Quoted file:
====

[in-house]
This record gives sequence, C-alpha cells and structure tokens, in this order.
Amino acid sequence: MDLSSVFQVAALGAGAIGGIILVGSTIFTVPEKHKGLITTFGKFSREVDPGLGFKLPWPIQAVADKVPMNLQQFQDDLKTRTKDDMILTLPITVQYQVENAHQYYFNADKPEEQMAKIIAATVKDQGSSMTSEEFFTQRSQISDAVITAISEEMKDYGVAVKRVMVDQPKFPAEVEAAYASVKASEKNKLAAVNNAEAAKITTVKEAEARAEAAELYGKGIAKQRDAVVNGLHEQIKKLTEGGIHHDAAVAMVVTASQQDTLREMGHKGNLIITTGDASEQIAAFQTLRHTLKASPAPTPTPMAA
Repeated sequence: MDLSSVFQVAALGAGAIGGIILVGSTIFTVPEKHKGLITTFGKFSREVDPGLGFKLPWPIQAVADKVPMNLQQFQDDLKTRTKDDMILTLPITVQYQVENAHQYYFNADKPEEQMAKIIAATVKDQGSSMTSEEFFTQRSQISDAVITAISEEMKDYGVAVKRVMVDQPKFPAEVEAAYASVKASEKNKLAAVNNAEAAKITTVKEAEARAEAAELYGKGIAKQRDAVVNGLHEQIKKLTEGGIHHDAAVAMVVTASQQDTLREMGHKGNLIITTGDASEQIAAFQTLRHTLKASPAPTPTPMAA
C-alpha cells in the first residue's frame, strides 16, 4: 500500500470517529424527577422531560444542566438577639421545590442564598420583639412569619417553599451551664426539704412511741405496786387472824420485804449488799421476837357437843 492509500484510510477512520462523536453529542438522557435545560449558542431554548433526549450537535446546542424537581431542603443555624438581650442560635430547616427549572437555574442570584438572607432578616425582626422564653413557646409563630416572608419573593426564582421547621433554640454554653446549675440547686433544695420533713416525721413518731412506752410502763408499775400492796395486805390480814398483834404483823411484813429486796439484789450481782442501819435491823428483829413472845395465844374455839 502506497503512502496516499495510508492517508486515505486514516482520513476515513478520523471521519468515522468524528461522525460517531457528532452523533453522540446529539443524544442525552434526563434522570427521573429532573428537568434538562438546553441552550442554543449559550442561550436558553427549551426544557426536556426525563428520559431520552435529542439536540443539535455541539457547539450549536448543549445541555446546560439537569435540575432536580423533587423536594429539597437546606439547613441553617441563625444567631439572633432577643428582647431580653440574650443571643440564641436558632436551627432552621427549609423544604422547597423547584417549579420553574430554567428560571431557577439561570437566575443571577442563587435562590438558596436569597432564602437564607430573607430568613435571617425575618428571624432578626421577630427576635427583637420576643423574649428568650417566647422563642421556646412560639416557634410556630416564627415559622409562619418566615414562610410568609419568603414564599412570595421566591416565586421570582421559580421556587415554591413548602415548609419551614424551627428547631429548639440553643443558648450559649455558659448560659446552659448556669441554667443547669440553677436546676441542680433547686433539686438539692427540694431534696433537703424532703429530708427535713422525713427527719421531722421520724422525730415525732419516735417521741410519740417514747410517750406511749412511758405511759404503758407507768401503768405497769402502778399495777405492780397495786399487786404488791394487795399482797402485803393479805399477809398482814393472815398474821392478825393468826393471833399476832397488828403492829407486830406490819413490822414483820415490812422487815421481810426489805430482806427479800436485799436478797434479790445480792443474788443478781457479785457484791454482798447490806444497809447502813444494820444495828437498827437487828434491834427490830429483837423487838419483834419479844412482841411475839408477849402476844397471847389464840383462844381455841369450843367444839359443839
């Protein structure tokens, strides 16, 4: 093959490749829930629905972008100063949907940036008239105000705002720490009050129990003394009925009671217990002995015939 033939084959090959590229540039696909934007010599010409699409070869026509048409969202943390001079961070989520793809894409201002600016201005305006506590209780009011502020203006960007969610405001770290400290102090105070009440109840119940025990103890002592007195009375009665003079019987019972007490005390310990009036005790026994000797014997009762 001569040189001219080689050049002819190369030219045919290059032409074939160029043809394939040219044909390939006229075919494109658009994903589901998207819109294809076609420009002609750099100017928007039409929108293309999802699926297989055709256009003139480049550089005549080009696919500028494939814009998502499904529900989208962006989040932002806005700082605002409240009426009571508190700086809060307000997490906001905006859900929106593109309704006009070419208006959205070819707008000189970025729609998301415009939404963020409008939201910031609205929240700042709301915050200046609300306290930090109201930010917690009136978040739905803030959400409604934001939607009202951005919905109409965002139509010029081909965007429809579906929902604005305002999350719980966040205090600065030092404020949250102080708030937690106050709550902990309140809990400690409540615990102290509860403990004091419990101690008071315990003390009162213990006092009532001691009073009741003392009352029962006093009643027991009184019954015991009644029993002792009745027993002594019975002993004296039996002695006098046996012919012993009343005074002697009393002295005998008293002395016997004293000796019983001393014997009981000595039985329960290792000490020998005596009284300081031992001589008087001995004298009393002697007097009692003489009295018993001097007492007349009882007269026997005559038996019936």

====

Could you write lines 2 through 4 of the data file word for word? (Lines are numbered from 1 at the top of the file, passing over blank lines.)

This record gives sequence, C-alpha cells and structure tokens, in this order.
Amino acid sequence: MDLSSVFQVAALGAGAIGGIILVGSTIFTVPEKHKGLITTFGKFSREVDPGLGFKLPWPIQAVADKVPMNLQQFQDDLKTRTKDDMILTLPITVQYQVENAHQYYFNADKPEEQMAKIIAATVKDQGSSMTSEEFFTQRSQISDAVITAISEEMKDYGVAVKRVMVDQPKFPAEVEAAYASVKASEKNKLAAVNNAEAAKITTVKEAEARAEAAELYGKGIAKQRDAVVNGLHEQIKKLTEGGIHHDAAVAMVVTASQQDTLREMGHKGNLIITTGDASEQIAAFQTLRHTLKASPAPTPTPMAA
Repeated sequence: MDLSSVFQVAALGAGAIGGIILVGSTIFTVPEKHKGLITTFGKFSREVDPGLGFKLPWPIQAVADKVPMNLQQFQDDLKTRTKDDMILTLPITVQYQVENAHQYYFNADKPEEQMAKIIAATVKDQGSSMTSEEFFTQRSQISDAVITAISEEMKDYGVAVKRVMVDQPKFPAEVEAAYASVKASEKNKLAAVNNAEAAKITTVKEAEARAEAAELYGKGIAKQRDAVVNGLHEQIKKLTEGGIHHDAAVAMVVTASQQDTLREMGHKGNLIITTGDASEQIAAFQTLRHTLKASPAPTPTPMAA